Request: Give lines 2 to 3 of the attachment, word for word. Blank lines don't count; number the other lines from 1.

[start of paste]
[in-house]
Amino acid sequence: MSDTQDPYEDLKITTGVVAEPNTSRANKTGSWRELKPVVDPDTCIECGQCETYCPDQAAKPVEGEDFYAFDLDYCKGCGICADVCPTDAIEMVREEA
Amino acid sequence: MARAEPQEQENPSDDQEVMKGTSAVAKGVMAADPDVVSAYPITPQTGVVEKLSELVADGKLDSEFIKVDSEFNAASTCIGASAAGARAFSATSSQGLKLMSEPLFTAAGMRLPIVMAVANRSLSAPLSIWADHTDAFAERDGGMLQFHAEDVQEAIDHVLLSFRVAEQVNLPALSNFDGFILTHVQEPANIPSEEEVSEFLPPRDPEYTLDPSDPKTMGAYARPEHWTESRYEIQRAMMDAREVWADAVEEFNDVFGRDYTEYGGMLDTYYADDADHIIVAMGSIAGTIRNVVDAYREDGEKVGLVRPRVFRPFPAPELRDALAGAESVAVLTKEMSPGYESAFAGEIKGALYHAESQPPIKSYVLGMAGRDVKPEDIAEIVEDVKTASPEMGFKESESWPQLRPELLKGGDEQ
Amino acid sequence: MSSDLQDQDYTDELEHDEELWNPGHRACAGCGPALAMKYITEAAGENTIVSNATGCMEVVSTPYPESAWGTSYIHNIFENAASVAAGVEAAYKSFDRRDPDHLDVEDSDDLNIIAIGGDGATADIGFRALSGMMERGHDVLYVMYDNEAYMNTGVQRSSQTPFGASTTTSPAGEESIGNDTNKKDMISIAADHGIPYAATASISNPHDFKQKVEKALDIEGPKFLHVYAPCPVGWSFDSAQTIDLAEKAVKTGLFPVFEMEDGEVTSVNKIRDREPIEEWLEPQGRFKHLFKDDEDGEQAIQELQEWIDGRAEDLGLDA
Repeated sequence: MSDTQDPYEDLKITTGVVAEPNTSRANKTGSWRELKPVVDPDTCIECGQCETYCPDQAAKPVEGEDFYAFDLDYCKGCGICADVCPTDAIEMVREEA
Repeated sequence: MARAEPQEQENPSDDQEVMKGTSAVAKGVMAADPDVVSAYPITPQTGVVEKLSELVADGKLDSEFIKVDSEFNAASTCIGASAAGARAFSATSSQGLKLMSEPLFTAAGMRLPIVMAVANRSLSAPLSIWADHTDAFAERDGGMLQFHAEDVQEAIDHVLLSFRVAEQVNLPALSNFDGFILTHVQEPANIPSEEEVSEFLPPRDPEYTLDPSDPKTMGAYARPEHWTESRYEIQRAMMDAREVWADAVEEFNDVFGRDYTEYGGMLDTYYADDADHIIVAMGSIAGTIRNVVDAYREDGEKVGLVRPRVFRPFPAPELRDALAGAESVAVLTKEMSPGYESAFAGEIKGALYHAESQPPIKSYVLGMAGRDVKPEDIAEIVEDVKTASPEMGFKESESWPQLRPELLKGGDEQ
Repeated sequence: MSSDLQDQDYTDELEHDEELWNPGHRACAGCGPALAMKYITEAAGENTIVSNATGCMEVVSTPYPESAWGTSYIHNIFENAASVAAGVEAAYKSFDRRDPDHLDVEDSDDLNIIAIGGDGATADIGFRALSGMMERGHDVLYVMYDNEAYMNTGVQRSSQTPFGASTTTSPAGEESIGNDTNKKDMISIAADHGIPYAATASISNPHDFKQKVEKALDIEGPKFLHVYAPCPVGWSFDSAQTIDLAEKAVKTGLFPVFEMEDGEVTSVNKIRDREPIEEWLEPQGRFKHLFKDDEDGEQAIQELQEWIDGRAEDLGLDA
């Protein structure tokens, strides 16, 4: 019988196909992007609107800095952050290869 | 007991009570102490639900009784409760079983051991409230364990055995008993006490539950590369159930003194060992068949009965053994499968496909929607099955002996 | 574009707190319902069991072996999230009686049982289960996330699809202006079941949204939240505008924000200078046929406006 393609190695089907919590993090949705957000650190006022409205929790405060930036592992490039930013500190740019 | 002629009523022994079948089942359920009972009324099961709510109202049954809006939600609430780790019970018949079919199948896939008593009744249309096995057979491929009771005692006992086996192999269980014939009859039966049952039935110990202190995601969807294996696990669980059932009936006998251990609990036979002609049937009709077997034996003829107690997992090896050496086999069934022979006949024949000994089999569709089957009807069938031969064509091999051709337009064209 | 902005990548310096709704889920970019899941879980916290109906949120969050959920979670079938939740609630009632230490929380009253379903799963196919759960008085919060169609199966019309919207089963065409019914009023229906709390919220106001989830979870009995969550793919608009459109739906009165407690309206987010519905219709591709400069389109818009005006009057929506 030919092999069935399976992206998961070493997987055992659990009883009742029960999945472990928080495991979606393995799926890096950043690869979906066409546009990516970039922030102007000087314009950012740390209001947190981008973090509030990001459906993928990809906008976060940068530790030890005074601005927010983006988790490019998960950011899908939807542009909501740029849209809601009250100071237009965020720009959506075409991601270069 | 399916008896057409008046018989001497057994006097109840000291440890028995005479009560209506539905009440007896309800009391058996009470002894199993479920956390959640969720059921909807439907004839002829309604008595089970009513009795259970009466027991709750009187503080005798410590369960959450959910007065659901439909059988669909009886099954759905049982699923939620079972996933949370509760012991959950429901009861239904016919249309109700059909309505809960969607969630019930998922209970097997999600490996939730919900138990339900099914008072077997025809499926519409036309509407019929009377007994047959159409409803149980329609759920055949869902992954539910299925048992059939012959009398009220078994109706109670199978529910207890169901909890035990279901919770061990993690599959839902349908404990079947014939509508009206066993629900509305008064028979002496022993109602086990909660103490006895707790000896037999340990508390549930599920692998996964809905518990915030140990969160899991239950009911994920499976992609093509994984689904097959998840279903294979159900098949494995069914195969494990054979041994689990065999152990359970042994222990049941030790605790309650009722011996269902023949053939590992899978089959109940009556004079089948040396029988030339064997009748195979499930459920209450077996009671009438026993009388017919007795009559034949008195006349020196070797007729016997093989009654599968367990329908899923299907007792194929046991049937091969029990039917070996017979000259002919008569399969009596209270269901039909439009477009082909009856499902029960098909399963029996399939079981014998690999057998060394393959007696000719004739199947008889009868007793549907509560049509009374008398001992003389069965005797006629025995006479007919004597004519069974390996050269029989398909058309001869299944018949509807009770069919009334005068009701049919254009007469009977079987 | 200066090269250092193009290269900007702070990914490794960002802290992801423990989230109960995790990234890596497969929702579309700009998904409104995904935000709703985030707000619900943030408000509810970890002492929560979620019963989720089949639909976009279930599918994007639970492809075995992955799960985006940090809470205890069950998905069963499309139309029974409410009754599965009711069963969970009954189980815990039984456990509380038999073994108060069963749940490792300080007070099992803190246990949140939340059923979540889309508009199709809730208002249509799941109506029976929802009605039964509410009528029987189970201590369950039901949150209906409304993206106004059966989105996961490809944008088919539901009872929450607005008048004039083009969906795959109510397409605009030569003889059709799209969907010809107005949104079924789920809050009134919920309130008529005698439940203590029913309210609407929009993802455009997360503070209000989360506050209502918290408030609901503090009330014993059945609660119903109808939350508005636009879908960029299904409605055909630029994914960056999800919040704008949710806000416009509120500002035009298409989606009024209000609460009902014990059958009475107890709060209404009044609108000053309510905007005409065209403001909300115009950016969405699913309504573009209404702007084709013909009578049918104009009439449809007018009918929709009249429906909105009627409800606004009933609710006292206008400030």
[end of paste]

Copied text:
Amino acid sequence: MSDTQDPYEDLKITTGVVAEPNTSRANKTGSWRELKPVVDPDTCIECGQCETYCPDQAAKPVEGEDFYAFDLDYCKGCGICADVCPTDAIEMVREEA
Amino acid sequence: MARAEPQEQENPSDDQEVMKGTSAVAKGVMAADPDVVSAYPITPQTGVVEKLSELVADGKLDSEFIKVDSEFNAASTCIGASAAGARAFSATSSQGLKLMSEPLFTAAGMRLPIVMAVANRSLSAPLSIWADHTDAFAERDGGMLQFHAEDVQEAIDHVLLSFRVAEQVNLPALSNFDGFILTHVQEPANIPSEEEVSEFLPPRDPEYTLDPSDPKTMGAYARPEHWTESRYEIQRAMMDAREVWADAVEEFNDVFGRDYTEYGGMLDTYYADDADHIIVAMGSIAGTIRNVVDAYREDGEKVGLVRPRVFRPFPAPELRDALAGAESVAVLTKEMSPGYESAFAGEIKGALYHAESQPPIKSYVLGMAGRDVKPEDIAEIVEDVKTASPEMGFKESESWPQLRPELLKGGDEQ